Anyways, this is why I don’t believe I am a liberal Christian. When I think of the term “liberal Christian,” I think of one who takes certain liberties in their interpretation and application of Scripture in their lives. “I will mold Scripture to be what I want it to be for me, and if it doesn’t align, I’ll just leave it out or ignore it.”
While I may not believe in the same “extra” things as more conservative Christians do, I hardly consider my beliefs to be liberal because:
1. I believe in the ultimate authority of the Scriptures.
2. I believe that Scripture checks itself out. Two verses contradict? Well, what is the overall context of the passages in the Bible? And what do other passages of Scripture have to say about this topic? Scripture interprets Scripture.
3. I have searched the Scriptures in depth and have not found many of the things Christian culture tells us we should or shouldn’t do in it. I see some principles, but I don’t see many “Thou shalt” or “Thou shalt not”‘s.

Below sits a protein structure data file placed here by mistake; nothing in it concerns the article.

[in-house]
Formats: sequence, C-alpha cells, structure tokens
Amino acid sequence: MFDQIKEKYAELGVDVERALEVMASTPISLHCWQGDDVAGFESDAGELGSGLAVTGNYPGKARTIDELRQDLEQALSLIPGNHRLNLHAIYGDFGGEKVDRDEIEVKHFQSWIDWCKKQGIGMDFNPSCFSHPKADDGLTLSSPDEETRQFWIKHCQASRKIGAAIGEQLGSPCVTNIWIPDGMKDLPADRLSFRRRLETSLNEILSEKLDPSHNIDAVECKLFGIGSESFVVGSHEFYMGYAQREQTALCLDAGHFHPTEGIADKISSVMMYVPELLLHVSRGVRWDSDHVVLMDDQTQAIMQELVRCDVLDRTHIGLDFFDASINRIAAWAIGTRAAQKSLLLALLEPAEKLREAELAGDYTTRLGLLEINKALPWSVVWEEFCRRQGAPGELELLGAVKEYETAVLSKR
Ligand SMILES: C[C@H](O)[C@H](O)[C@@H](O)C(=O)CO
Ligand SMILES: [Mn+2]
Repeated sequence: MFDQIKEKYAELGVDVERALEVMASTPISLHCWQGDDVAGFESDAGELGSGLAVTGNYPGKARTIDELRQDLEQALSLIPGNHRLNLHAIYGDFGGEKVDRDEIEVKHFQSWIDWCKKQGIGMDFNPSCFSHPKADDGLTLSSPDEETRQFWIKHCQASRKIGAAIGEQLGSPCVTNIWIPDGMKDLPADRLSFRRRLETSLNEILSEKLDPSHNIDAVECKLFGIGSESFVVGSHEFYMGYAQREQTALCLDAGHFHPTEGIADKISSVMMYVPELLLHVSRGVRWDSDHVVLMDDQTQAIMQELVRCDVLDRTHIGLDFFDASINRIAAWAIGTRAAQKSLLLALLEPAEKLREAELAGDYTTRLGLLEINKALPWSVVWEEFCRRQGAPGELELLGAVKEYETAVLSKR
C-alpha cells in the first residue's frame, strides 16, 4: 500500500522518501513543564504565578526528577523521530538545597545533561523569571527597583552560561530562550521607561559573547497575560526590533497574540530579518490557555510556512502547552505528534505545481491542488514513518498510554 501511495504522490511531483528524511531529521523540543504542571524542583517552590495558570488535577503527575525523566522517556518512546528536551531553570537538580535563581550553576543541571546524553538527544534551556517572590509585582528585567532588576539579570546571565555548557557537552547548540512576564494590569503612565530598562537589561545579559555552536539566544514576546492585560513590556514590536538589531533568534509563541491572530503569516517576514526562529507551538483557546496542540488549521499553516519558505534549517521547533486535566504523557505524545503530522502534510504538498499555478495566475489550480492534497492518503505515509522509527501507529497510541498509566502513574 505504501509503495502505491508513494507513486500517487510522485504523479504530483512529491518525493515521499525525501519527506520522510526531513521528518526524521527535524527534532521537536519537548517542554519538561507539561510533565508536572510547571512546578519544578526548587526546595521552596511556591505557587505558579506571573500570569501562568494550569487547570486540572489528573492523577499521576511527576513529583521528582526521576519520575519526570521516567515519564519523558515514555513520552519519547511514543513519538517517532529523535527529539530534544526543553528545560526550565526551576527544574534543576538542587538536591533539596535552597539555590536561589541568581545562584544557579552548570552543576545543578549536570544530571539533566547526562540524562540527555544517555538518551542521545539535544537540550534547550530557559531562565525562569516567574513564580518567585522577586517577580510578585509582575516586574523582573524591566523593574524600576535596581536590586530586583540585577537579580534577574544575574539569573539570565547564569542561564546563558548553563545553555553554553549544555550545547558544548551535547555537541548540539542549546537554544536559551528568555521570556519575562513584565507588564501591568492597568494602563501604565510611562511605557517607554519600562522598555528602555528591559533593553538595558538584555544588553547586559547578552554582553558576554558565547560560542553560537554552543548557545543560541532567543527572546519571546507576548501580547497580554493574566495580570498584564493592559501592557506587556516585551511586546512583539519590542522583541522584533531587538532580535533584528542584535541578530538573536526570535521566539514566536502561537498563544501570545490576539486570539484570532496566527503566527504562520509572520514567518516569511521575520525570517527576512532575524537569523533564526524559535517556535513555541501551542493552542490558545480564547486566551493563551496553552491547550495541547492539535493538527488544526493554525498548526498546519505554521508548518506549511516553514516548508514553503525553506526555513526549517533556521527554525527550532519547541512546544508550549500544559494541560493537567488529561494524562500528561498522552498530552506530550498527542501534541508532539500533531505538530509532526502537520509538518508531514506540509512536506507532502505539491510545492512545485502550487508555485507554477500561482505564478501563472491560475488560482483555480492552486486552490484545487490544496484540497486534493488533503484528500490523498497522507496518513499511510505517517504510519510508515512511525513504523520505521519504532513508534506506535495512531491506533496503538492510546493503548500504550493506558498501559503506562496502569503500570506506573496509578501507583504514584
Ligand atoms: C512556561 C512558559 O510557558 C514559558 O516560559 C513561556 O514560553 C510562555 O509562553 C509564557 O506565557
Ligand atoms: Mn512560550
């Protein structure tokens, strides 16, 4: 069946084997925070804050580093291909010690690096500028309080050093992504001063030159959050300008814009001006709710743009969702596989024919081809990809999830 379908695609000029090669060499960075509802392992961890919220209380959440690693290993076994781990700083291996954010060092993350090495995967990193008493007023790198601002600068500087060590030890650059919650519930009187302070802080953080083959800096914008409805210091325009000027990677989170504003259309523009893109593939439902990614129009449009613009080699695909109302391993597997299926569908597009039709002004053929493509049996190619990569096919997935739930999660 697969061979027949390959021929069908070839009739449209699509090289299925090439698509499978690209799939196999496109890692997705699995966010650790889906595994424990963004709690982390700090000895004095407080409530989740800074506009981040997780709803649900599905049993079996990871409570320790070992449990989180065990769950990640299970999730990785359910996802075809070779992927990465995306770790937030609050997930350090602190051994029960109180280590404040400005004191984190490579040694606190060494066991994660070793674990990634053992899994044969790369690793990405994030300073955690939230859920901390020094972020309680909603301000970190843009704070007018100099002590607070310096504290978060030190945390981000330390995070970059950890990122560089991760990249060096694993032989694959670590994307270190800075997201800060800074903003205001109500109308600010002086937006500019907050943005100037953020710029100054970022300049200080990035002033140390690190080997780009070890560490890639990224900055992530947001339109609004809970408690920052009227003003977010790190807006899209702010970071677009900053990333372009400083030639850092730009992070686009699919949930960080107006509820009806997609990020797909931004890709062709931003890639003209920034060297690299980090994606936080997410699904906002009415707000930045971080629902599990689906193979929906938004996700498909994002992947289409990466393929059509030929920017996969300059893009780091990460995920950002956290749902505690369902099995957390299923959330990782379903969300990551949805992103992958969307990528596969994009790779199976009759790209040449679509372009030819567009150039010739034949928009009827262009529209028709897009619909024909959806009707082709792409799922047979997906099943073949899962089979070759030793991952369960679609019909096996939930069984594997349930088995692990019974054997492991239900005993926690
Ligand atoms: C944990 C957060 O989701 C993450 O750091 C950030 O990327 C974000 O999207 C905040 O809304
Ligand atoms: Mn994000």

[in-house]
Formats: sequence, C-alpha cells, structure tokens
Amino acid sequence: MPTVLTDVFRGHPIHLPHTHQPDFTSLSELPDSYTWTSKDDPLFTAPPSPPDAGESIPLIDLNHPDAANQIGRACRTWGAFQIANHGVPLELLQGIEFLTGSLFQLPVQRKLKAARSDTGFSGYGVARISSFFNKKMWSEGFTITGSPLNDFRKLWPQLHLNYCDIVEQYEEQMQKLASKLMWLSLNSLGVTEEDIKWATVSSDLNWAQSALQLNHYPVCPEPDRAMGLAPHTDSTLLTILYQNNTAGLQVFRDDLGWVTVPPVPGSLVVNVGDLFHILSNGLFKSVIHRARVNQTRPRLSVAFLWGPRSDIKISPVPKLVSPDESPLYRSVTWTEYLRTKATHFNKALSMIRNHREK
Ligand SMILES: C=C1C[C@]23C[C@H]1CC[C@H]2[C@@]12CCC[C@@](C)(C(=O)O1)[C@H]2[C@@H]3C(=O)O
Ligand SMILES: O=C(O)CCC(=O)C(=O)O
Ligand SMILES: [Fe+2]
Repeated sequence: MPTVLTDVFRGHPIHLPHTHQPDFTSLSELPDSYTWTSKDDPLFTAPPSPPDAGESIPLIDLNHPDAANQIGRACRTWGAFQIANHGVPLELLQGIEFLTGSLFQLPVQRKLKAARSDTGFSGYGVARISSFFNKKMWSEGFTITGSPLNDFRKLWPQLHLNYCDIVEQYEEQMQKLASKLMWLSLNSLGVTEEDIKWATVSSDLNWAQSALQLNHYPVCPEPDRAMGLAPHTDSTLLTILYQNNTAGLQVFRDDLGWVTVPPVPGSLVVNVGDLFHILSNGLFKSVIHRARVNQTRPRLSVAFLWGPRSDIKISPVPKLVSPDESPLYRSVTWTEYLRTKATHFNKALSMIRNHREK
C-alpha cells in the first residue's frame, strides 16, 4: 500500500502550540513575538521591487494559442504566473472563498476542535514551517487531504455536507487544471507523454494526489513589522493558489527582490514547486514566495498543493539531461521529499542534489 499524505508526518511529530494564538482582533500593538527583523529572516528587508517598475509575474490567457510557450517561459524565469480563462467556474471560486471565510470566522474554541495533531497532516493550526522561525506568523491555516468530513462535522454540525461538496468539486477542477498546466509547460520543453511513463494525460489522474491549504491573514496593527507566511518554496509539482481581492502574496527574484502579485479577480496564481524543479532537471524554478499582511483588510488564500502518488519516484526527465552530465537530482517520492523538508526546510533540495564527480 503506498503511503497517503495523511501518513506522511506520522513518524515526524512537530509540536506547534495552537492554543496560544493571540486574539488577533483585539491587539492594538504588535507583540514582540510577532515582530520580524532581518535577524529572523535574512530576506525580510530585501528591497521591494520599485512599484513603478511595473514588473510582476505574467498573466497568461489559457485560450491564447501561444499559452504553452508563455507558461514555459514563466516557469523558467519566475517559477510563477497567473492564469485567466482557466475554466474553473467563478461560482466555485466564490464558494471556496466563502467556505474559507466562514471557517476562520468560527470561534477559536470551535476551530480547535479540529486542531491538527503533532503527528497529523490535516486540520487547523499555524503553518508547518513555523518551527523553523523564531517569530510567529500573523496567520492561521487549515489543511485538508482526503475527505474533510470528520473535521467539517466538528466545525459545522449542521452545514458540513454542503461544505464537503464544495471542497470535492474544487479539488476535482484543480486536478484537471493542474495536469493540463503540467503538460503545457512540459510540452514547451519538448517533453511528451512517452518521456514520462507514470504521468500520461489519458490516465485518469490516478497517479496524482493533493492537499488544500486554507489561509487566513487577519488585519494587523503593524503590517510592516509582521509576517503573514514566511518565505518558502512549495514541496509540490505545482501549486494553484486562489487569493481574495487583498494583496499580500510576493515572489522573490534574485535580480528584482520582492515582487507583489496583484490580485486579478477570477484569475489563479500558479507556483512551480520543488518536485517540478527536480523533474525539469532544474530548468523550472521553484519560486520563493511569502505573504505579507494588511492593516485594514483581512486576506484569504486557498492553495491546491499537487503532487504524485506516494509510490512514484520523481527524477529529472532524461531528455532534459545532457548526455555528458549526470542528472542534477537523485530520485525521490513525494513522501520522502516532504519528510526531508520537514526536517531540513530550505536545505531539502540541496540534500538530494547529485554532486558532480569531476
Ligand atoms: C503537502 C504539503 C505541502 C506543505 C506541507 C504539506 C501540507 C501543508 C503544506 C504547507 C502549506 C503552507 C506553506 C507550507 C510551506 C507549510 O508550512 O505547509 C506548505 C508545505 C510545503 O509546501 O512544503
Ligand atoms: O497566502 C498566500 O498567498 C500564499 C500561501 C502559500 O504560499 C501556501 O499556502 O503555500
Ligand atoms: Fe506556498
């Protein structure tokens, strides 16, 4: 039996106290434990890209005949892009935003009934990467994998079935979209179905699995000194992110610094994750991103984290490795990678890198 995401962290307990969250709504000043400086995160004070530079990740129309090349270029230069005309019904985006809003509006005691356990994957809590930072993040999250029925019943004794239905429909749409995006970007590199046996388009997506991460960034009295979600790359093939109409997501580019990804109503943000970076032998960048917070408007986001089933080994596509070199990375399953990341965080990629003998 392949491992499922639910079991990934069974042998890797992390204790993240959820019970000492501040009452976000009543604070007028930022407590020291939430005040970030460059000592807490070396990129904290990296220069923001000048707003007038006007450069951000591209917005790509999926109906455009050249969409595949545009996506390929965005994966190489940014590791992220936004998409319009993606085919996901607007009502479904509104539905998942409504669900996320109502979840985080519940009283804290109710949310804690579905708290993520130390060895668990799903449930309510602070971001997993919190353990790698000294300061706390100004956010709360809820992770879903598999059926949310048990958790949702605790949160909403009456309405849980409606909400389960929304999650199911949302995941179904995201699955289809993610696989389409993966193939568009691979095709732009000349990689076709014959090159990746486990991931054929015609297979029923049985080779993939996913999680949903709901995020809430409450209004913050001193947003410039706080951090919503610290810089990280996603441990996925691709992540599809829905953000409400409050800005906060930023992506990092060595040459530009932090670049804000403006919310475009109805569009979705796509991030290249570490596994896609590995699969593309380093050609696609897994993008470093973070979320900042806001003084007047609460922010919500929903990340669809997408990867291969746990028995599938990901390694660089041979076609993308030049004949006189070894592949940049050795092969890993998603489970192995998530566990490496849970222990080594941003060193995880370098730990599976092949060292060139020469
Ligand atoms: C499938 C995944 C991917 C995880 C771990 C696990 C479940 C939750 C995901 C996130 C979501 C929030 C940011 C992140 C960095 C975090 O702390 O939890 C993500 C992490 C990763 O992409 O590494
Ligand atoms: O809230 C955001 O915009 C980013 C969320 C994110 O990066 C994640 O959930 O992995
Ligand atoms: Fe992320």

4. I desire as a believer of God to follow how He would want me to live, and this is according to His Word, the Bible, and not how someone else tells me to if it doesn’t check out in the Bible.
I am not a liberal Christian. However, I do believe that I am a liberated Christian, and I believe that comes from searching the Scriptures, the only true and unwavering authority in our lives. Which is funny, because I think many people are hesitant to read the Bible because they believe it’ll just give them endless lists of what they can and cannot do anymore.
But it really is quite the contrary. I have found that the deeper I look in God’s word and abide by it, the more I find freedom. Jesus says in John 8:31-32, “If you hold to my teaching then you are truly my disciples. Then you will know the truth and the truth will set you free!”
I encourage each of you to search the Scriptures deeply for yourselves, in order to test those things you’ve been told about walking with God all your life, and to ultimately walk in freedom. Galatians 5:1 says, “It is for freedom that Christ has set us free. Stand firm, then, and do not let yourselves be burdened by a yoke of slavery.”
Let us throw off any extra baggage or Christian culture ideas that are not truly scripturally based, and walk in the freedom of God’s truth.
Let us be liberated Christians.